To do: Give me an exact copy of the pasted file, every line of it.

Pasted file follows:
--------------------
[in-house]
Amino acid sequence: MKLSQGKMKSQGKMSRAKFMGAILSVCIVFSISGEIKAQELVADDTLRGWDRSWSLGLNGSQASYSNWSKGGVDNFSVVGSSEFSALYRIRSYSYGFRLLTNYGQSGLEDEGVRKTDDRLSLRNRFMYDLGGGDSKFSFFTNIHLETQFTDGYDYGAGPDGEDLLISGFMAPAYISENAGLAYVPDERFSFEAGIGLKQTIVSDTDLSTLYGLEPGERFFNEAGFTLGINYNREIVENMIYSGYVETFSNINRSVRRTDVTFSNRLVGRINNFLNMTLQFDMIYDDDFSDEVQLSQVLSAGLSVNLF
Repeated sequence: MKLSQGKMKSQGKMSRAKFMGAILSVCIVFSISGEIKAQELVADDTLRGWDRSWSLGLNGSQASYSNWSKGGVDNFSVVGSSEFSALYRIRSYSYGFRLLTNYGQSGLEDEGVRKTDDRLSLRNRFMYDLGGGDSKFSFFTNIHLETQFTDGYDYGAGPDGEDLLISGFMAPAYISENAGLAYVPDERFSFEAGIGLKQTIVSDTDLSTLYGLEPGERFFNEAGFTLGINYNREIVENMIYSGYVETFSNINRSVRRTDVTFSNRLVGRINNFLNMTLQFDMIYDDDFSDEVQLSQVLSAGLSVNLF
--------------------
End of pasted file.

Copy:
[in-house]
Amino acid sequence: MKLSQGKMKSQGKMSRAKFMGAILSVCIVFSISGEIKAQELVADDTLRGWDRSWSLGLNGSQASYSNWSKGGVDNFSVVGSSEFSALYRIRSYSYGFRLLTNYGQSGLEDEGVRKTDDRLSLRNRFMYDLGGGDSKFSFFTNIHLETQFTDGYDYGAGPDGEDLLISGFMAPAYISENAGLAYVPDERFSFEAGIGLKQTIVSDTDLSTLYGLEPGERFFNEAGFTLGINYNREIVENMIYSGYVETFSNINRSVRRTDVTFSNRLVGRINNFLNMTLQFDMIYDDDFSDEVQLSQVLSAGLSVNLF
Repeated sequence: MKLSQGKMKSQGKMSRAKFMGAILSVCIVFSISGEIKAQELVADDTLRGWDRSWSLGLNGSQASYSNWSKGGVDNFSVVGSSEFSALYRIRSYSYGFRLLTNYGQSGLEDEGVRKTDDRLSLRNRFMYDLGGGDSKFSFFTNIHLETQFTDGYDYGAGPDGEDLLISGFMAPAYISENAGLAYVPDERFSFEAGIGLKQTIVSDTDLSTLYGLEPGERFFNEAGFTLGINYNREIVENMIYSGYVETFSNINRSVRRTDVTFSNRLVGRINNFLNMTLQFDMIYDDDFSDEVQLSQVLSAGLSVNLF